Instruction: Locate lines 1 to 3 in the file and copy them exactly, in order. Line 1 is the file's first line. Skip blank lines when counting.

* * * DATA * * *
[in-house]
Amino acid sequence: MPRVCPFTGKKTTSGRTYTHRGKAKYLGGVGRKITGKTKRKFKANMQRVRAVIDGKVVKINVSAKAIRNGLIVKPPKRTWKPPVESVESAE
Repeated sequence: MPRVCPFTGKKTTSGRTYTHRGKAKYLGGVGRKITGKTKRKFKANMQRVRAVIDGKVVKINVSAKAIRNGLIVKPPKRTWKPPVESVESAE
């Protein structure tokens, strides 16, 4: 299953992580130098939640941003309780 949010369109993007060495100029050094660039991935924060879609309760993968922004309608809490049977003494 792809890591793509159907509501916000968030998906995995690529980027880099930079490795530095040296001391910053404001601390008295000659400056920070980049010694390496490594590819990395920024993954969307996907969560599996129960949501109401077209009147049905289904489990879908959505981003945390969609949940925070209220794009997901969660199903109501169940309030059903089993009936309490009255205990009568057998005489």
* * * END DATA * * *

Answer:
[in-house]
Amino acid sequence: MPRVCPFTGKKTTSGRTYTHRGKAKYLGGVGRKITGKTKRKFKANMQRVRAVIDGKVVKINVSAKAIRNGLIVKPPKRTWKPPVESVESAE
Repeated sequence: MPRVCPFTGKKTTSGRTYTHRGKAKYLGGVGRKITGKTKRKFKANMQRVRAVIDGKVVKINVSAKAIRNGLIVKPPKRTWKPPVESVESAE